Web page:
San Francisco police union boss takes own advice on retirement program 

For months, police union President Gary Delagnes has warned that if The City didn’t extend a pension “double-dipping” program, hundreds of eligible cops would rush to enroll in it and leave the department dangerously short-staffed in the near future.

On Tuesday, the Board of Supervisors allowed the Deferred Retirement Option Program to sunset June 30, and Delagnes’ warnings have already come true — at least for himself.

Delagnes enrolled this month in DROP, a program that he helped author for the ballot. Delagnes, a 32-year department veteran, now will continue to earn a salary and premium pay of more than $130,000 while also receiving his pension in a special interest-bearing account that he can collect upon retirement.

San Francisco police officers who retire at age 55 or older with 30 years of service  receive 90 percent of their pay as a pension for the rest of their lives.

While he confirmed entering the program on Tuesday, Delagnes would not comment any further on his decision.

“It’s a personal decision that affects his family,” Police Officers Association Vice President Kevin Martin said.

DROP allows retirement-age police officers to continue working at the department while collecting their pensions in a special account. A recent report by the city controller found the program costs taxpayers about $6 million a year more than hiring new officers through police academies.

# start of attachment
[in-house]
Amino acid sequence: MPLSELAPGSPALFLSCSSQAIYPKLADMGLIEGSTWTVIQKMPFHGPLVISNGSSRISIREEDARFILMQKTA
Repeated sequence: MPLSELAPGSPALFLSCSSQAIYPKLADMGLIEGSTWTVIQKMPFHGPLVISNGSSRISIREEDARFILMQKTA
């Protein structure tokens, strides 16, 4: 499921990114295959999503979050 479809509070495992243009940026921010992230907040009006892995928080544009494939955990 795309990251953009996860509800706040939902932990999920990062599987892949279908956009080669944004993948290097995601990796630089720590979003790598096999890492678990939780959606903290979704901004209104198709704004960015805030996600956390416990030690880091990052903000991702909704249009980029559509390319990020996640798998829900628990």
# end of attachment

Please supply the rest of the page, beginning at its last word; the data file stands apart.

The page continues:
Voters approved the program three years ago in part to keep veteran officers around to help guide a wave of younger officers that had entered the department at about the same time.

Delagnes, a 32-year department veteran, has not worked the streets since becoming the union head in 2004. Martin said Delagnes plans on doing more police work in the two years before he retires.

Speculation among police union members that Delagnes would enter the program has been a major source of conflict at the Police Officers Association. In a meeting last week, Delagnes announced his decision, which was reported to union members by POA representative John Evans.

In his written minutes of the meeting, Evans said he believed Delagnes “set up DROP in such a way that he could do it.”

Delagnes fired back with a letter to Evans.

“You allege I wrote the DROP to protect my own position in the POA,” Delagnes wrote. “Again, a completely false allegation that you have dreamed up in your own mind.”

Dropping out

190 Officers currently enrolled in DROP who will retire within three years

204 Officers not yet enrolled but are eligible to do so

$6M Projected annual cost increase for retirement benefits under DROP

June 30 Date of program termination

Source: San Francisco Employee Retirement System

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Brent Begin

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